Over the next few months one of the key issues dominating the (re)insurance market in Asia will be the evolving regulations around risk-based capital (RBC) frameworks in the region.
Stuart Beatty, CEO, Asia Pacific, JLT Re
Asia Pacific is unique because there is no common regulator like there is in the US or Europe. Each country has its own regulator who has its own view on solvency standards and minimum capital loss.
They each have distinct market trading conditions and challenges, as well as language and cultural idiosyncrasies.
Most countries have a nationalistic view on insurance/(re)insurance advisory and risk transfer. They are increasingly vocal about developing local talent and retaining risk and capital onshore.
Each country in Asia Pacific is heading towards a more robust capital solvency framework, but they are at different points on the curve and have varying targets for where they want to be by 2019.
For example, India, Brunei and Macau are at the start of the journey with a basic solvency formula.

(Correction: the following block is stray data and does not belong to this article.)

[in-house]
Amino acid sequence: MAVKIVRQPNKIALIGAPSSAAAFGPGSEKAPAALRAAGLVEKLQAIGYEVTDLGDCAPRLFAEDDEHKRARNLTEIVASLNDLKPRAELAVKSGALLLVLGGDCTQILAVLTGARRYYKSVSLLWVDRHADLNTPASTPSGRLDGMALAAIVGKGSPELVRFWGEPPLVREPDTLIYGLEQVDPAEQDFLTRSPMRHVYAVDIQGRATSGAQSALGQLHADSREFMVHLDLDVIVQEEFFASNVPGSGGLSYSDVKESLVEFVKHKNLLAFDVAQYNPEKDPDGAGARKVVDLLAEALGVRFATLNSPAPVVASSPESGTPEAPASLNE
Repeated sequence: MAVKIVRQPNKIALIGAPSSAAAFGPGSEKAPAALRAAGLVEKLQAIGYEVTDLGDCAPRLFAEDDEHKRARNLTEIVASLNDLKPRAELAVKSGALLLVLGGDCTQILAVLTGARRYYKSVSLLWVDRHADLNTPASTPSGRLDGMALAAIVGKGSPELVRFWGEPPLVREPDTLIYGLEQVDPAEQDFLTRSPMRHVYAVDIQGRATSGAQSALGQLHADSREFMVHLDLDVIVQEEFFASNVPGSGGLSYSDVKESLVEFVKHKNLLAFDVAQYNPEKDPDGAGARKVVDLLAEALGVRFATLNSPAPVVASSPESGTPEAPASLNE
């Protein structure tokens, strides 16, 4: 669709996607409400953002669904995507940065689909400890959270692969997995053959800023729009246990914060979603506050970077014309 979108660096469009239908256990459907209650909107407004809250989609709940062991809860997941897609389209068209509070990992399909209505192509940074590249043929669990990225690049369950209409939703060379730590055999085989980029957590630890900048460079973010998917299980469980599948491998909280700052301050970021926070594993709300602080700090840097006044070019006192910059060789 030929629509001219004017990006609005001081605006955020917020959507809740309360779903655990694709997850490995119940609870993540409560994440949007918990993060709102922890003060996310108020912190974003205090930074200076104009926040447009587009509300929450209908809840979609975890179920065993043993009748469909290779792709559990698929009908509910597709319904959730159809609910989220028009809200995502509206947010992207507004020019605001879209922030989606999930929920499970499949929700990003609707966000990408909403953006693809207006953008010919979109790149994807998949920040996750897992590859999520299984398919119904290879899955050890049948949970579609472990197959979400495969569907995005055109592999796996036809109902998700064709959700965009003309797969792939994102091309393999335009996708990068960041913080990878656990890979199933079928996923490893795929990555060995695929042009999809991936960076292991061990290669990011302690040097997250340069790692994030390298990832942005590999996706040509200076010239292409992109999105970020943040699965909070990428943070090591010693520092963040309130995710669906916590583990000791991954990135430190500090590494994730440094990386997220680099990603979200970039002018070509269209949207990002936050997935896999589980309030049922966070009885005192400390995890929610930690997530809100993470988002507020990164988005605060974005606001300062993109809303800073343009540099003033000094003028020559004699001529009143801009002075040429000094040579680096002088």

The Philippines, Indonesia and Thailand are applying RBC rules, while China, Japan and Singapore are implementing a sophisticated enterprise risk management (ERM) rel="noopener noreferrer" framework.
These regulations are putting a disproportionate burden on smaller and less well resourced (re)insurers.
This could lead to a whole range of outputs – from M&A to new capital to companies deciding to stop being an insurance company and become a managing general agent (MGA) instead.
These decisions need to be taken at every single country level because what is relevant in Indonesia might not be the same as what is relevant in the Philippines.
Extra rigor around RBC rules and minimum solvency requirements are likely to lead to market consolidation and an increased reliance on (re)insurance capital, which is deemed to be one of the most efficient forms of capital available.
It is an extremely dynamic time for the region.
Please contact Stuart Beatty on +61 (0)292 908 106 or firstname.lastname@example.org